* Aside from date and location, what’s another HUGE thing associated with Jason? His hockey mask! It’s iconic; but Jason didn’t have his goalie mask from the get-go. He rocked a burlap sack on his head with a hole cut out until the third installment. Where did he get the mask? From the indispensable goofball that all the girls just want to be friends with–Shelly!
This is his first actual kill with the mask:
* Remember Freddy vs. Jason? An AWESOME concept. Growing up, my siblings and I would always compare killers from slashers, noting who we’d be more afraid to encounter. I always wished there were more movies like this–Mike Myers vs. Jason, Leatherface vs. Freddy Krueger, and so on and so forth.  Here’s the thing, Freddy vs. Jason is not the first time Freddy makes his presence known. In the eleventh installment, Freddy’s arm shoots up through the sand at the end. Foreboding?


* One of my favorite factoids I picked up while doing research: Jason favors blondies! A vast majority of the surviving ladies are blonde. Although this is an interesting little fact, I have a feeling it was unintentional. My thought is that horror movies like to stock up on blondes to begin with (we have more fun, after all), so the likelihood of a blonde remaining at the end is just greater. 
* The third installment was released in 3D. If you didn’t know that, you probably could’ve guessed just by watching it. There’s an obvious number of yo-yos, machetes, blood squirts, and other random blunt objects that jump out at you. The movie grossed $36.2 million. 
* This one is for you, hockey fans. Jason’s original goalie mask was that of the Detroit Red Wings.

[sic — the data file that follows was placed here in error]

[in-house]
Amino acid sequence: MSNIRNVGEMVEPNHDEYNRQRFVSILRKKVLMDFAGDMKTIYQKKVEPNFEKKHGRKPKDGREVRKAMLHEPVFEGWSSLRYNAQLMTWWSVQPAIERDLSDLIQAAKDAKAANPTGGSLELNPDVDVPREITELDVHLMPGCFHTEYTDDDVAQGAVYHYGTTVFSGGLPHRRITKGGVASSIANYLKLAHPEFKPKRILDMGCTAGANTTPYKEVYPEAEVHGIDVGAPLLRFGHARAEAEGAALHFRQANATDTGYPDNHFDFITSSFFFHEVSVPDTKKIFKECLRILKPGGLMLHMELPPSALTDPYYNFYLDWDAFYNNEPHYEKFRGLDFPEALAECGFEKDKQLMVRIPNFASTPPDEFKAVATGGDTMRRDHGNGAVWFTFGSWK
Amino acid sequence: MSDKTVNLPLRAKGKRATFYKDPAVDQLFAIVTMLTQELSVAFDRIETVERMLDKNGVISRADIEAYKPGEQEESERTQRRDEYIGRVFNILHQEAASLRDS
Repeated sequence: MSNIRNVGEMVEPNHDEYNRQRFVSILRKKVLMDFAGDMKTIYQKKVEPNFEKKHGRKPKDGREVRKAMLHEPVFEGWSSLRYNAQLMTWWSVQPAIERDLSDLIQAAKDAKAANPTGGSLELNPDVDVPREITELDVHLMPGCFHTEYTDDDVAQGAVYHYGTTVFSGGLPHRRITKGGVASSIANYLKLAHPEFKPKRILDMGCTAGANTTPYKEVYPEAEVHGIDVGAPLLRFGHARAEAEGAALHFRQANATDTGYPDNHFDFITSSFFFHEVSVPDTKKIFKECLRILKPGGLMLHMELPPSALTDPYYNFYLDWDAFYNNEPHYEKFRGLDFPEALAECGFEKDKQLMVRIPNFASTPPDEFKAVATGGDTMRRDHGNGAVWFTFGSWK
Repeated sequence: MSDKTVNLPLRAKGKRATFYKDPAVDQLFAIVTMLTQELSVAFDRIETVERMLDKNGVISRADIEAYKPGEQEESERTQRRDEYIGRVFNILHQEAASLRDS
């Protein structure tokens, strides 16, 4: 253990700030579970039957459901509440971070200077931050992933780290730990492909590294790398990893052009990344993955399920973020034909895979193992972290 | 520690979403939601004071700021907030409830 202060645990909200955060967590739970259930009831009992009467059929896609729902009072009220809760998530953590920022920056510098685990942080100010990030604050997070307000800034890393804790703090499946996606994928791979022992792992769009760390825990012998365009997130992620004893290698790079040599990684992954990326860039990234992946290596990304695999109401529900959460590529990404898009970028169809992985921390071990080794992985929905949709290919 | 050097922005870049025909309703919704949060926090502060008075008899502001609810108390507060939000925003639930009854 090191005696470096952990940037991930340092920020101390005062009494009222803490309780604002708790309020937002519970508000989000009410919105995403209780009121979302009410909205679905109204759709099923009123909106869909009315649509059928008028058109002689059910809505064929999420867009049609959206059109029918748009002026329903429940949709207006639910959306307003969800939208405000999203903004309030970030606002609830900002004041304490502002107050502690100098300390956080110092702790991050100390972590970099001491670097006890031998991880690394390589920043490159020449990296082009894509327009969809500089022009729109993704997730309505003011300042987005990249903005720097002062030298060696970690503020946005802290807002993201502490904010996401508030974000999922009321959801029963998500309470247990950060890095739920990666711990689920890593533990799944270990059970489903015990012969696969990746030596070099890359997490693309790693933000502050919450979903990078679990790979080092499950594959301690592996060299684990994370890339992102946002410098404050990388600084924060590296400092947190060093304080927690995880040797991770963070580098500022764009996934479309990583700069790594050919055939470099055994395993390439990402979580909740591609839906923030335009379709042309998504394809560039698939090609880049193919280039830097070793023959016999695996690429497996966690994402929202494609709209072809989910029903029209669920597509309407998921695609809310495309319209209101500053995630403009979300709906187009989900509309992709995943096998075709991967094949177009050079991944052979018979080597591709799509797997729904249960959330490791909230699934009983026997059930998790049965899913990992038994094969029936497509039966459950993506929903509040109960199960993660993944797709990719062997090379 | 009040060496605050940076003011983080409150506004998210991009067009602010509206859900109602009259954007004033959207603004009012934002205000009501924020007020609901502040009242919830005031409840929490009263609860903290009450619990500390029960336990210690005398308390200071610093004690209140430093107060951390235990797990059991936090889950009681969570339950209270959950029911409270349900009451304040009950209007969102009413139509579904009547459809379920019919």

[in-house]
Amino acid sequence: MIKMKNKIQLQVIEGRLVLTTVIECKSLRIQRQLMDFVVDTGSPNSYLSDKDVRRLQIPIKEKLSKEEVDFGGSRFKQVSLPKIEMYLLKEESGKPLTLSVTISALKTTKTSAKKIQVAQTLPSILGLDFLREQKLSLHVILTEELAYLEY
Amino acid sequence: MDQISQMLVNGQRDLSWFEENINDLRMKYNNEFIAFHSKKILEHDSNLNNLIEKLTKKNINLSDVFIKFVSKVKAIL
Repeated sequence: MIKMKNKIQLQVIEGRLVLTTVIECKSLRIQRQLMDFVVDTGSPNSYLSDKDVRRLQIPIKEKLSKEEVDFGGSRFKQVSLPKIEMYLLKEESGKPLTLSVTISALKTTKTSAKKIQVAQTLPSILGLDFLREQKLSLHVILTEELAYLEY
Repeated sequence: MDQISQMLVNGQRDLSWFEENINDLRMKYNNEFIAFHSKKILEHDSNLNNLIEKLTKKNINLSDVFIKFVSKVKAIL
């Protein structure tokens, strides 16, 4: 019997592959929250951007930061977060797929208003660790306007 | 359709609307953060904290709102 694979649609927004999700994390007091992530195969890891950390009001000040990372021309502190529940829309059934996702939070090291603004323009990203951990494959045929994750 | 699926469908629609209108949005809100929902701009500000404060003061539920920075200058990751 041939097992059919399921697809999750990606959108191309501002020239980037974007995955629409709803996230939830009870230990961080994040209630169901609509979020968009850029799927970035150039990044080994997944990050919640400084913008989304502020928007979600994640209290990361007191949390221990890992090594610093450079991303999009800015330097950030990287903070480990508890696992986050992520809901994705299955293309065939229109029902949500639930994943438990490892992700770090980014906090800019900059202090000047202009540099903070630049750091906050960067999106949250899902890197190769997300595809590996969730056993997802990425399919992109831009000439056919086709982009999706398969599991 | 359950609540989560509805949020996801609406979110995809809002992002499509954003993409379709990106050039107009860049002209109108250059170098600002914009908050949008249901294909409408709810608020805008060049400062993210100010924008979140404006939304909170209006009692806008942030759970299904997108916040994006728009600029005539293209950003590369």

* The original script had Jason wearing an umpire’s mask. 
* I LOVE a good horror movie with a low budge and short filming time. The original Friday the 13th took a sarcastically whopping 28 days to film (and 10 weeks worth of editing). 
* There are 171 total kills in the franchise. When you do the math, that’s about one death per 6 minutes of film, although the deaths aren’t necessarily evenly distributed. Jason got a little bit more machete-happy as the franchise went along. The least amount of deaths happen to be in the first two movies. Although Jason is most commonly associated with the use of a machete, he does get creative throughout the franchise. He also uses:
photo-thumb-72 Spears
photo-thumb-72 Knives
photo-thumb-72 His bare hands
photo-thumb-72 Axes
photo-thumb-72 Electrocution
photo-thumb-72 Pitchforks
photo-thumb-72 Ice picks
photo-thumb-72 Meat cleavers
photo-thumb-72 Perhaps the most unique weapon: A guitar
* 13 different dudes played Jason. Jason seems to grow in size with each film. Let’s be honest, the wiry Jason isn’t as intimidating. Derek Mears, at 6’5″, played Jason in the 2009 reboot of Friday the 13th. To me, his is the most terrifying stature for the role. I love the 80s and 90s movies every bit as much; but wielding a machete AND that large? Welcome to my nightmares, Jason. Make yourself comfortable. 
Now let’s dive into some specific films, starting with the very first Friday the 13th. You know that actor with the delicious last name? That everyone is at most 6 degrees of separation from? That’s right. Before Kevin Bacon’s feet got loose; before she was having a baby; and before he was prosecuting a few good men, he was just another teen that pissed Jason off with his premarital sex and smoking in bed: